Carter BloodCare

From left are Carter BloodCare Consultant Kami Ludwig, Cleburne High School Interact Club President Taylar Bowersox and club sponsor Angela Fink-Carrizales.



Two local high schools recently received grants from Carter BloodCare for their work in hosting blood drives and other events throughout the year.

Cleburne High School received a $1,500 grant and Keene High School received a $500 grant as part of Carter BloodCare’s Great Grants program, which is given to public and private high schools ranging from $500 to $2,500 depending on their University Interscholastic League ranking. 

The eligibility criteria for receiving a grant fall into two categories based on the school’s current involvement. 

If the school currently hosts Carter BloodCare blood drives, they must meet the blood donor number goal; attend or host a Great Leader event; or host a minimum of three blood drives, with two during the school year and school hours. If the school is not hosting Carter BloodCare blood drives, they must host a minimum of two blood drives or achieve the blood donor number goal established with the Carter BloodCare consultant. 

Blood drive initiatives at CHS are led by members of the school’s Interact Club, faculty sponsor Angela Fink-Carrizales said. Students can give blood starting at 16 years old, with parent permission.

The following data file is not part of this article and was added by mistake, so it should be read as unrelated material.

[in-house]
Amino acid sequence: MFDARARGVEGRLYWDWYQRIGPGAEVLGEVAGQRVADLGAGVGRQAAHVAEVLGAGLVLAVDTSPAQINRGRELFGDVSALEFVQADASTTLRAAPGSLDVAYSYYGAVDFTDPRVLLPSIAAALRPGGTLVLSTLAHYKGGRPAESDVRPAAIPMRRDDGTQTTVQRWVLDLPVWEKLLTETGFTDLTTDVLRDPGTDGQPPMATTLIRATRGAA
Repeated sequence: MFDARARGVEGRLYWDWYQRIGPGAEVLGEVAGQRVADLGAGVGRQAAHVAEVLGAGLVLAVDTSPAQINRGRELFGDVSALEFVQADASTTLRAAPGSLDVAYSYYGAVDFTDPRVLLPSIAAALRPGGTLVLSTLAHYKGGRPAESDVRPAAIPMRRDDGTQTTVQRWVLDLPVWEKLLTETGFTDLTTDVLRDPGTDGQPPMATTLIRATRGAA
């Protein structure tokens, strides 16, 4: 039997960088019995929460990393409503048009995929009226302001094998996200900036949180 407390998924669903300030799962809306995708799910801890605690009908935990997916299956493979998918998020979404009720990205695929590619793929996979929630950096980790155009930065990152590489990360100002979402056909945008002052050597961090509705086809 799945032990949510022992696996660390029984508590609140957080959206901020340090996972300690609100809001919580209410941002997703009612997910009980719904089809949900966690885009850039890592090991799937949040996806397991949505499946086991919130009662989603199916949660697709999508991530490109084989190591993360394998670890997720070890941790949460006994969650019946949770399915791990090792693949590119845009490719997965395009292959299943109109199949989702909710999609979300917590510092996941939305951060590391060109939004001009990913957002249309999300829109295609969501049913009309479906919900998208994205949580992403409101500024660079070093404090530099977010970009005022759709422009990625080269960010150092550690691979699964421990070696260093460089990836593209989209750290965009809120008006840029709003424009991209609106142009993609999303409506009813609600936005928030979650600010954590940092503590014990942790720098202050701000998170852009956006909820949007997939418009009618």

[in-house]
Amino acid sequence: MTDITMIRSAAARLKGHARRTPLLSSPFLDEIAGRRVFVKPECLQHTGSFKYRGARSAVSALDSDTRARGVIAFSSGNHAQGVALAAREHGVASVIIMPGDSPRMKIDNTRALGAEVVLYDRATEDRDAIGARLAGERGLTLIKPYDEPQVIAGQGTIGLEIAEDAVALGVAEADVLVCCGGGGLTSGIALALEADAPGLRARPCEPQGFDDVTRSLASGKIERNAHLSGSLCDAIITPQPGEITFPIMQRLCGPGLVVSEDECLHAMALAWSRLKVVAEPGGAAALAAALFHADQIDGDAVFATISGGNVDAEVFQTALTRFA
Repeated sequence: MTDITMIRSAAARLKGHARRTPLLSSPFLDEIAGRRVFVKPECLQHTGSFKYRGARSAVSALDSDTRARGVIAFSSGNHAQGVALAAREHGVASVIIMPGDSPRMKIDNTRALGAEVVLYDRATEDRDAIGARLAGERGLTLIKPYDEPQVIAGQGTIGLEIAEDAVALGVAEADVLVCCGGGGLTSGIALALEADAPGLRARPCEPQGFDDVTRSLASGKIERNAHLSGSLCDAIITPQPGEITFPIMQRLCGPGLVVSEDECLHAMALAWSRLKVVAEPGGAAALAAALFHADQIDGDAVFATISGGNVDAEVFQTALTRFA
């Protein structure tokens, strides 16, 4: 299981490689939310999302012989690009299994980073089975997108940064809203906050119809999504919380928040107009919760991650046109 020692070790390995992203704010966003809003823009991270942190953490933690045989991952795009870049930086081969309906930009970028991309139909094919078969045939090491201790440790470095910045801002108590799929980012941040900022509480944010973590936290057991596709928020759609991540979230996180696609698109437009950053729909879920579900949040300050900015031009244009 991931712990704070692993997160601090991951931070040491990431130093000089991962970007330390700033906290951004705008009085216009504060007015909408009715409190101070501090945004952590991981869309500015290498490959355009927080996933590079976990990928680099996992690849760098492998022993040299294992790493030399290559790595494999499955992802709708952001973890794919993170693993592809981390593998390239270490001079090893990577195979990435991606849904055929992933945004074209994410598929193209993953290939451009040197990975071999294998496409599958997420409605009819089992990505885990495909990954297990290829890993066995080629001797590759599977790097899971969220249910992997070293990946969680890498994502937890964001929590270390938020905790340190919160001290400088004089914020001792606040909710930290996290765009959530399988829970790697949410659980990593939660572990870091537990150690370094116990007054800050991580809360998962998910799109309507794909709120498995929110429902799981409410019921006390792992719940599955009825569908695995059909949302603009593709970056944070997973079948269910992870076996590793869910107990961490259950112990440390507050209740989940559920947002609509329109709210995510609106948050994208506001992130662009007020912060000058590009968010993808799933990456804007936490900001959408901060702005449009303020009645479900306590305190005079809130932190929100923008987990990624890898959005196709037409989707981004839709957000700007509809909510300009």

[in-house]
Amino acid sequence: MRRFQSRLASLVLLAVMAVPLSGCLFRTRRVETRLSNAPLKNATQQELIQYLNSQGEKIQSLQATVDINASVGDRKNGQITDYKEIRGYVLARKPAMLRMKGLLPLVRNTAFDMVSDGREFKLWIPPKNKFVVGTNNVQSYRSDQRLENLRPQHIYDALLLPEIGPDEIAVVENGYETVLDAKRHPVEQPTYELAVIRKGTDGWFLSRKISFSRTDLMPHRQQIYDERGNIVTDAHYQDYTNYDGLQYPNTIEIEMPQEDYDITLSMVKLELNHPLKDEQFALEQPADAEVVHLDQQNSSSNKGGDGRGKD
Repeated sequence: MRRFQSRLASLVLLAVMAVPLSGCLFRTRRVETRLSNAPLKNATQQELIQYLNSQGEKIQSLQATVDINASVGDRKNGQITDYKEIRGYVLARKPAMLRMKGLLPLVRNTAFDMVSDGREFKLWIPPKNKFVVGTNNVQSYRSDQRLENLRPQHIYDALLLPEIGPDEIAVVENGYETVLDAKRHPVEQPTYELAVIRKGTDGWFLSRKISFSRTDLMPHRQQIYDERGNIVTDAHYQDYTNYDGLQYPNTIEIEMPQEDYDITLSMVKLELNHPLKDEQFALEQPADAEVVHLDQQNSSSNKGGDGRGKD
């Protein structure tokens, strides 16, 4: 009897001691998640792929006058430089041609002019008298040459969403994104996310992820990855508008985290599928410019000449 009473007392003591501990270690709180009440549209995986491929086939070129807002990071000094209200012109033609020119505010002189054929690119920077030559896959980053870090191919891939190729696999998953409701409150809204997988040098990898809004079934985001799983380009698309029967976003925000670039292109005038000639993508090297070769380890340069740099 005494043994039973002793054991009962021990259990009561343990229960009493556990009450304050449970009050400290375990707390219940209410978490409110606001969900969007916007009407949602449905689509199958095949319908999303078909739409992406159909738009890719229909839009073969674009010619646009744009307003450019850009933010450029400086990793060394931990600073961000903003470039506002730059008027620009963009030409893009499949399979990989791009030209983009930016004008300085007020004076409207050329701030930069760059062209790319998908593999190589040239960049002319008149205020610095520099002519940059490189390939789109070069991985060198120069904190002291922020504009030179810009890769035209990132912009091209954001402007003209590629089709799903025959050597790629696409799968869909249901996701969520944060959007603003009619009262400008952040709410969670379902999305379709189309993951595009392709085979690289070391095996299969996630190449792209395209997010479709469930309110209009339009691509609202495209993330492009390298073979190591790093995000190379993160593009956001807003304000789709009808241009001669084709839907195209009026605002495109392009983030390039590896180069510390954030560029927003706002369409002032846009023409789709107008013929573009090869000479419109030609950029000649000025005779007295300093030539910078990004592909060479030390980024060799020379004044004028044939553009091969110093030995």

CHS teachers and staff are also among the participants, she said. The Interact Club members plan to sponsor three blood drives this year.

“When we host blood drives it shows the kids that it’s important to give, when they can and how simple the process really is,” she said. “Sometimes the students want to give to help others, and this is one way they can do that. It also fosters a mindset to regularly donate.”

KHS Principal Chris Taylor said blood drives save lives.

“Any time I hear about an emergency surgery, I think about people that gave their time and their blood to donate,” Taylor said. “Our staff and our students benefit from knowing they performed a good act that could change the course of a person’s life. 

“Donating something like our own blood fits in so well with the culture and the wonderful students we have at KHS. That is who we are.” 

At graduation, he said they recognize any student who has donated a minimum amount of times with a red cord. 

“Many students want to graduate with the donor cord as they walk across our stage,” he said. “Carter BloodCare makes it easy for our students to be a service to their community.”

For more information, visit

React to this story:


Recommended for you